1. Is the quality of data generated by QoF high enough to use in AI training? As stated above, QoF-generated data is a combination of multiple steams of incoming data. The human element is dominant, with significant variation in the level of skills when processing data. One example is that the data in specialist clinic letters is coded manually by human operators using SNOMED coding system instead of adopting an NLP model. Thus, the quality of data used to train the AI model could be affected which in turn could reduce the quality of the outcome and undermine the curve area score. Similarly, other sources of data such as patient input (blood pressure, pulse rate etc.) and pathology results can suffer due to the human factor.

2. Who is responsible for AI training, regulation and protection against bias? In the British healthcare system, there are dividing lines between its various segments (primary care, secondary care, social care and political decisionmakers). The flow of data between these various segments is not always smooth or timely and suffers delays, conflicting goals and agendas. Although the ultimate owner of the healthcare data is the NHS, it is all too often subject to heavy political and financial influence. Therefore, it would be important to introduce a mechanism or an impartial entity to be responsible for establishing the data vectors and set used in the AI training. Will the same entity be responsible for introducing guardrails into the model against biases and distributional shift? Or should there be a different body charged with oversights and regulation?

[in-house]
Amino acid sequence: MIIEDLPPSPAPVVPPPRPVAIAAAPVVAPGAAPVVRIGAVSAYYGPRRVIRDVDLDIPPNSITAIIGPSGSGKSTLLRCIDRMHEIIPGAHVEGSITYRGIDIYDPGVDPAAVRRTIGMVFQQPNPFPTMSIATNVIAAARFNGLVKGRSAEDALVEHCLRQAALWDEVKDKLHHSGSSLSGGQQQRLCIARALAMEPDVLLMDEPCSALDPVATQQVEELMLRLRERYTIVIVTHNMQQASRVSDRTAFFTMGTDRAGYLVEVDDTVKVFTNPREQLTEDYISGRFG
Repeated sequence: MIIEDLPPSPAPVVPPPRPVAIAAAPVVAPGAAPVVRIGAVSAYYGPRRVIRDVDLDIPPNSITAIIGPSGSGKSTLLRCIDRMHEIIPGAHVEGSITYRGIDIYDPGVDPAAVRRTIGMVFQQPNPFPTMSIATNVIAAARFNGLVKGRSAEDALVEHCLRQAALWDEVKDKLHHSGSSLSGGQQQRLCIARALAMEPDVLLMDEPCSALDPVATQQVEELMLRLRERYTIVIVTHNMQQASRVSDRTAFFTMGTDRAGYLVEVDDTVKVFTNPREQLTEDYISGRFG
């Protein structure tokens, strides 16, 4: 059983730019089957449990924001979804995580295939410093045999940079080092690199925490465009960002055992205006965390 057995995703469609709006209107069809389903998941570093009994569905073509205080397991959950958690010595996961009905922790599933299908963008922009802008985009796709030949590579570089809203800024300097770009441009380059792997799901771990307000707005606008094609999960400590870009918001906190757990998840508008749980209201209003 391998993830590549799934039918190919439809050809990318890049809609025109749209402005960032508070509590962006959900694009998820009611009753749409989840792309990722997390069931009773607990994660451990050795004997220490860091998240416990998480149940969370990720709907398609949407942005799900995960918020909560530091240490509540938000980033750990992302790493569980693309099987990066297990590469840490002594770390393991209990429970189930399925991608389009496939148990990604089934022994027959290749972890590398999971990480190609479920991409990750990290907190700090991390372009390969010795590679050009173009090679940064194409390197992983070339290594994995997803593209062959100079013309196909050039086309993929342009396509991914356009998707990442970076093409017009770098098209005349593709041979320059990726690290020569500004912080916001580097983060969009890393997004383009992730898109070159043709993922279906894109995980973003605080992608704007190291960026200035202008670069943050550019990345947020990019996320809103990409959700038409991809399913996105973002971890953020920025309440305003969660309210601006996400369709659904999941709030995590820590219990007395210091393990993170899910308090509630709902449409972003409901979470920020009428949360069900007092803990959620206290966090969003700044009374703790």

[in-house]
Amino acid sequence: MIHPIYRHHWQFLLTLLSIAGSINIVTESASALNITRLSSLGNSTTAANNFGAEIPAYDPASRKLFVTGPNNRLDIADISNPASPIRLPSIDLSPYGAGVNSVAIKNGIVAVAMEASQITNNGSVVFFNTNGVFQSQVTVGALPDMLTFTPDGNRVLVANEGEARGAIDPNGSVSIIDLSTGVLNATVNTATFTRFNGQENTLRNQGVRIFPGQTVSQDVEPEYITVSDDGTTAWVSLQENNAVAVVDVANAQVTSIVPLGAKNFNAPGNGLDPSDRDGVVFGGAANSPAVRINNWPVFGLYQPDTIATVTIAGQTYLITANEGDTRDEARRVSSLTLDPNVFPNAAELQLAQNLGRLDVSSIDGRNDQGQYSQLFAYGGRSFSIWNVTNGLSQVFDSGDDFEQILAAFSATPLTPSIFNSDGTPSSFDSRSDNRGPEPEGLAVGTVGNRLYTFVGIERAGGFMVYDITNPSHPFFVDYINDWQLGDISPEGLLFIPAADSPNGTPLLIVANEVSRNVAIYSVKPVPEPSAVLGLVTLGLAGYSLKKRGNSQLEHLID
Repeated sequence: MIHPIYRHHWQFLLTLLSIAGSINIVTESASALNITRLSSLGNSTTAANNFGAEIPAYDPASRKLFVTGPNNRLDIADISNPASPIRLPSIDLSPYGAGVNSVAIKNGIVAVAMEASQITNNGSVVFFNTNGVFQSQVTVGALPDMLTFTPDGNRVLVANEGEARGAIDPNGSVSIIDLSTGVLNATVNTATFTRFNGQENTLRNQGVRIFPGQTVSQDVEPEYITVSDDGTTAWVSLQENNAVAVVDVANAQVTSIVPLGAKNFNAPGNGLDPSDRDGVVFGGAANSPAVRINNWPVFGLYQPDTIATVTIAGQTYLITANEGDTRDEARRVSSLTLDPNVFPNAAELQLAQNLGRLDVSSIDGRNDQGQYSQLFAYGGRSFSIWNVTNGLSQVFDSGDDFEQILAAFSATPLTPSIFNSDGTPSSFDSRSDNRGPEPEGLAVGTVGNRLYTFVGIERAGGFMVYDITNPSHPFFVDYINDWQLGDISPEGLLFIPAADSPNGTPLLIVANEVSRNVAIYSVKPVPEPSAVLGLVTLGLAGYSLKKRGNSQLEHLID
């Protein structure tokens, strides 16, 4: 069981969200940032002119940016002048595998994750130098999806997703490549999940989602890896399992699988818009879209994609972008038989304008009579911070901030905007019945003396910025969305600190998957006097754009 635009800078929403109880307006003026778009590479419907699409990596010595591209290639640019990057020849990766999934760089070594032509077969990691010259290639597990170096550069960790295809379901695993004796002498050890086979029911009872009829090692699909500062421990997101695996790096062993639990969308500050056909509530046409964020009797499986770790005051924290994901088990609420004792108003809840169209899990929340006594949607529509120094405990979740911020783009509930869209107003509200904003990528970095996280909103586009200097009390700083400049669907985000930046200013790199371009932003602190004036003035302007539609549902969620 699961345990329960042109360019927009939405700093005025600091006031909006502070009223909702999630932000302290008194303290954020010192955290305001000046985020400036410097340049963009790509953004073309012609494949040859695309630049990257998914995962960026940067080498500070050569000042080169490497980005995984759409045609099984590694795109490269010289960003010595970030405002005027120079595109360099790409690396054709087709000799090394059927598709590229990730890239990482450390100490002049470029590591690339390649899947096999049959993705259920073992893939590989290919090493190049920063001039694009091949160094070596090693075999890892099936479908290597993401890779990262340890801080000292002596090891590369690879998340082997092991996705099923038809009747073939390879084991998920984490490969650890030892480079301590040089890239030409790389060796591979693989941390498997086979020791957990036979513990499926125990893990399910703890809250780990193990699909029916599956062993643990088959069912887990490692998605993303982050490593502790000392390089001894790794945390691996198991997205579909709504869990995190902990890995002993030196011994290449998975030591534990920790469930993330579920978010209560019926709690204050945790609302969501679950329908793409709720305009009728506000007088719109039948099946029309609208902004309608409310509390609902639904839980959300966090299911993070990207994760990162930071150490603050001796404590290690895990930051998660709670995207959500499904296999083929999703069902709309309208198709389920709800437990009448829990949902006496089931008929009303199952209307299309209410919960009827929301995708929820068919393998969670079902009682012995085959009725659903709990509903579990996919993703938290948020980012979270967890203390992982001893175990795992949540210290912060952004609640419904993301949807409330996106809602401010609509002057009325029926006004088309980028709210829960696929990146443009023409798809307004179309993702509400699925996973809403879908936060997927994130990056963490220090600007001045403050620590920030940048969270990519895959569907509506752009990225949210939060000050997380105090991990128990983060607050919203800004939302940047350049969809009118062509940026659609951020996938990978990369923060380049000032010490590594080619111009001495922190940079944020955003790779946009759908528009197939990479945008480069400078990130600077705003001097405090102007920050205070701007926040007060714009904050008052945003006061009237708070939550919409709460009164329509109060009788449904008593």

3. Will the AI model be able to help address regional variations and inequality in chronic conditions management? “Postcode lottery” is phrase used in the UK to describe the unfortunate inequality of access to healthcare management and resources. This is demonstrated by the wide regional variation in data showing numbers of patients on waiting lists for surgical and medical treatments. The current national number stands at approximately 7.3 million. In some cases, patients can wait for up to nine months before they have treatment. These waiting times vary between different nations, regions and counties across the UK. Can an AI model help identify the underlying reasons for these variations? Will it suffer with reporting accuracy or distributional shifts?

4. Who should be auditing the AI model outcome and how regularly? Given that current AI technology has limitations, such reporting accuracy and reliance of machines that may become obsolete as the algorithms and data set grow beyond their capacity, how can we determine the frequency of auditing the outcomes reported by the AI model? It is crucial that this question is continually posed and adjusted as LLM and deep learning develop. Do we rely on AI to audit AI if and when AI exceeds our human ability to audit and assess the output?

These questions are obviously just the start of a much larger and very exciting conversation as we advance towards the inevitable integration of AI into our health care systems. In the next blog post, I will continue my deep dive into the NHS case study, with a focus on disease diagnosis and patient monitoring. I hope you’ll join me.